After years of working for cash-strapped environmental organizations, Rick Morrell founded an organic grocery store in 1996 with the goal of providing financial support for the environmental movement. His plan was to donate one-third of profits to local projects, give one-third to business development for non-profits in other cities and use one-third for his own environmental and social initiatives.
Fifteen years later, Morrell is still struggling to find those profits. But, while not yet the powerful economic engine he initially envisioned, the little store, housed in a mainly residential neighbourhood in central Regina, has become a mainstay in Regina’s activist community. Eat Healthy Foods donates door prizes and food to dozens of events every year, gives tired food to a local outreach centre and pays local suppliers several times more than what they’d get from a big box store. The store’s Community Profits Program, through which 10 per cent of the value of Briarpatch subscribers’ purchases is donated back to the magazine, is a unique model of community partnership and cross-promotion.
While it’s a challenge to thrive (or, at times, to even survive) within a market where large grocery chains can easily wipe out the small guys through predatory pricing, Morrell remains committed to the vision of a flourishing environmental movement supported by a local, alternative economy. Briarpatch sat down with him to hear more about the challenges of commerce as activism in a go-big-or-go-home economy and the delight of seeing a vision manifest, one morsel at a time.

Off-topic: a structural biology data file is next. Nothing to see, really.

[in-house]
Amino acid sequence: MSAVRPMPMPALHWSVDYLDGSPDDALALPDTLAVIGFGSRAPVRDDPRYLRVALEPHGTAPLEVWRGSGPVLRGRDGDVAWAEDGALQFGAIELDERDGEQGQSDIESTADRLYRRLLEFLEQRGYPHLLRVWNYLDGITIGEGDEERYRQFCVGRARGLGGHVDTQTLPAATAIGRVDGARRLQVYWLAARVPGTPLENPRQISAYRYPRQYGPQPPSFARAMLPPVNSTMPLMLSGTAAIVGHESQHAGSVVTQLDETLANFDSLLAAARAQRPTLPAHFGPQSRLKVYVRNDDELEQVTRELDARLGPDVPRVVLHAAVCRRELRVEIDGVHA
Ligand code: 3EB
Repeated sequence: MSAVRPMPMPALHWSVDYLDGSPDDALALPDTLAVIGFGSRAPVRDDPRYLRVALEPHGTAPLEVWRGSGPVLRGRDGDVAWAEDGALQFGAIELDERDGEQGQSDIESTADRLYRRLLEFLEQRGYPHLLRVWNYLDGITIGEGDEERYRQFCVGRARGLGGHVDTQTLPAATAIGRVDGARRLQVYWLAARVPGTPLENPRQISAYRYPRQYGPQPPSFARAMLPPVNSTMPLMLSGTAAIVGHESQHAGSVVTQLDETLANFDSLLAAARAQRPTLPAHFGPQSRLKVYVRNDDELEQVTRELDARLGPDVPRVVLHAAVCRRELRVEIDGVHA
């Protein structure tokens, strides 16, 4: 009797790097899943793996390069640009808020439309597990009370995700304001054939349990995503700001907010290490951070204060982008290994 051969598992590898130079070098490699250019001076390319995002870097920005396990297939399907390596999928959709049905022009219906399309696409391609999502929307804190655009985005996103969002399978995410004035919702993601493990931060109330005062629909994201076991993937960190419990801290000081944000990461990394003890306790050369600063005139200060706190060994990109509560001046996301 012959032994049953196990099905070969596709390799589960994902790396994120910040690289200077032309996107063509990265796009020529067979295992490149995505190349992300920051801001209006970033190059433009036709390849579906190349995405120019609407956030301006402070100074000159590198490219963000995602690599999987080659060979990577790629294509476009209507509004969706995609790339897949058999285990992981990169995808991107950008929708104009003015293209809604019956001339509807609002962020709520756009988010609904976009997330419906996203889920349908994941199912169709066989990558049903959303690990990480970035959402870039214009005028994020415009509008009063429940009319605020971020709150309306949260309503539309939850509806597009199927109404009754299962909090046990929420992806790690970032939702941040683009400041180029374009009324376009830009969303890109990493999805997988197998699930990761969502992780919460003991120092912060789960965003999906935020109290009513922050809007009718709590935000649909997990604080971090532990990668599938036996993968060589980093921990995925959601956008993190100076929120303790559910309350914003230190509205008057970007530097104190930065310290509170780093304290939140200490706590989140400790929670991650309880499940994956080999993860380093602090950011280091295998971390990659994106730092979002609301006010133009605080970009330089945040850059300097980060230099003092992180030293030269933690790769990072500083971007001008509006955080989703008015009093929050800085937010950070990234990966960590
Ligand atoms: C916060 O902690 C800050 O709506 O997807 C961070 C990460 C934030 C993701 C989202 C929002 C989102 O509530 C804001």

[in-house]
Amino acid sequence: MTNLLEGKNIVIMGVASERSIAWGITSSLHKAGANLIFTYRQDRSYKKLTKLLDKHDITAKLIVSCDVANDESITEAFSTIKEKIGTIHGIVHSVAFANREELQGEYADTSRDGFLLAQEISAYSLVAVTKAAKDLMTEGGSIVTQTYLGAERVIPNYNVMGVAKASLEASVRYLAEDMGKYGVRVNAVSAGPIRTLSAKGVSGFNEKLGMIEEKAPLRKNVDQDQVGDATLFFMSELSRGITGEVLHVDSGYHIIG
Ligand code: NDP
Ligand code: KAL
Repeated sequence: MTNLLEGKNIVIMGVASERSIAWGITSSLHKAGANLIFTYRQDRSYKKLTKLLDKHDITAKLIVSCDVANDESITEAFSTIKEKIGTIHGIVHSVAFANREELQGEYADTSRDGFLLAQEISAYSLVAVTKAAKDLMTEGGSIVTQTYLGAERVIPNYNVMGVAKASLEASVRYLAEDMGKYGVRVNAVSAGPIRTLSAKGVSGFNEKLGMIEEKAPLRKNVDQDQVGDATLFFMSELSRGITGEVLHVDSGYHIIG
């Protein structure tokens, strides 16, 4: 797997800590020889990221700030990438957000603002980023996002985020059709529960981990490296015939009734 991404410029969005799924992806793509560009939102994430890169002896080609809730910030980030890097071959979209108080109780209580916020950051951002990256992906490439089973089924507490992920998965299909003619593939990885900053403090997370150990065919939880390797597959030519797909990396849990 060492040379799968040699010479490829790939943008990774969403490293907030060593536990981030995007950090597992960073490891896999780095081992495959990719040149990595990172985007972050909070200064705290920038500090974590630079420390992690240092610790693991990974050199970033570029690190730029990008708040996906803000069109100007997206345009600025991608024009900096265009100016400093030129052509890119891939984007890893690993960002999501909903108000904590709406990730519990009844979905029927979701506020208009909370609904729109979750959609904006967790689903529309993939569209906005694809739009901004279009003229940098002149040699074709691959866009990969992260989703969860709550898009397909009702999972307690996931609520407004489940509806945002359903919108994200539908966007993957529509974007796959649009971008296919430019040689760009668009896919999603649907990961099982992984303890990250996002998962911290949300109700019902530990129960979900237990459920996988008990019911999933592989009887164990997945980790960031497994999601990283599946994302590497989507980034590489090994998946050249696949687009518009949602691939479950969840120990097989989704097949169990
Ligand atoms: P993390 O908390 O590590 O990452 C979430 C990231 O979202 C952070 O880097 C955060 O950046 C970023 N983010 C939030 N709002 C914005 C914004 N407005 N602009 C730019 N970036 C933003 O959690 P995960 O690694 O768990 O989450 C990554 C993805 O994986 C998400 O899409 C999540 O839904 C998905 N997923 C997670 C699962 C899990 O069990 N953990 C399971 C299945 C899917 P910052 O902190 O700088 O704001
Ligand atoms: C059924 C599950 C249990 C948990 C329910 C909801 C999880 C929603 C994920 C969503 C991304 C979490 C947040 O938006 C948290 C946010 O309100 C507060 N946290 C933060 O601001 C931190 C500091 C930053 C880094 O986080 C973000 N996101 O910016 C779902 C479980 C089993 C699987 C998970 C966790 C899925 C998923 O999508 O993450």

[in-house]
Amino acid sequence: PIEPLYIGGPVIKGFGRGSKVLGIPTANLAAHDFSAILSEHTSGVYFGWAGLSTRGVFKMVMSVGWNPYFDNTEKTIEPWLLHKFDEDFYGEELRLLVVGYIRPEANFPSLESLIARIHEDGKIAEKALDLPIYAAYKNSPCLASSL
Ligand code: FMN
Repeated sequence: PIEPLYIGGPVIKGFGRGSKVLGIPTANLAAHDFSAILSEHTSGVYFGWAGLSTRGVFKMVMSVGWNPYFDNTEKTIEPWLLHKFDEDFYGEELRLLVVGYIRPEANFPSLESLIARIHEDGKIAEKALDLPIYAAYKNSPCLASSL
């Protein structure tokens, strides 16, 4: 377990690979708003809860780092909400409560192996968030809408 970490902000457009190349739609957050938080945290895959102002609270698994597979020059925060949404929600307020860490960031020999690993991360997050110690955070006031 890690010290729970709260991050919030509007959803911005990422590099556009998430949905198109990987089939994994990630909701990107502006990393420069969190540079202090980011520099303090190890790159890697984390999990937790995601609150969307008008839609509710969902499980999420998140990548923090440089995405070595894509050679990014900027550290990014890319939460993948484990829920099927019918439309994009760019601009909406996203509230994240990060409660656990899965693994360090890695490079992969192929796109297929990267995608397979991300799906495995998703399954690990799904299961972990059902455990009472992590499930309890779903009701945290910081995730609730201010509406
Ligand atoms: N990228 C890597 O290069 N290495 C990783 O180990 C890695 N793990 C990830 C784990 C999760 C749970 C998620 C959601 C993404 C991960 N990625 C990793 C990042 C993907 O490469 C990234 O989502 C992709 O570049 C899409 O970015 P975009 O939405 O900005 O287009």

Why an organic grocery store?
Before I opened the store, I’d been working as an environmental activist for the previous 12 years. One of the consistent limitations and sources of stress among all the groups I’d worked with was money. Our activities were largely being chosen by the funders – we did the projects they would pay for, leaving precious little paid energy for more important work like challenging people’s values, materialism or existing concepts of status.
In Saskatchewan, one of the issues that no one in the movement was working on was agricultural chemicals because Saskatchewan Environment and Public Safety wouldn’t fund that work. So I concluded that an organic grocery store was the logical vehicle to prove to the movement that commercial activism was the way to make us the money.
That was 15 years ago. How’s it going so far?
When the store opened, most people in Regina didn’t even know what the word “organic” meant. That has changed. Our competitors and most of the community didn’t know what the terms “fair trade” or “free range” meant. Now these concepts are all part of our community’s vocabulary and expectations. An appreciation for local food has also taken root.
Through talking about these ideas in the store, at conferences and in the media, I, along with others connected to the store, have contributed to these changes. So I feel very happy with the activist role the store has filled.
Any other exciting projects on the horizon?
I’ve got a grant proposal in the approval phase of the Go Green grant process. If I get that, we’ll be using winter cold air to cool the freezers and coolers at the store. Phase two (efficient compressors) and phase three (wind turbines) of that project will see us become self-sufficient in electrical production. If duplicated widely by other grocers, these technologies would shave four to eight percentage points off Canada’s carbon emissions. I hope we can prove that it really is cost-effective so they’ll all do it.
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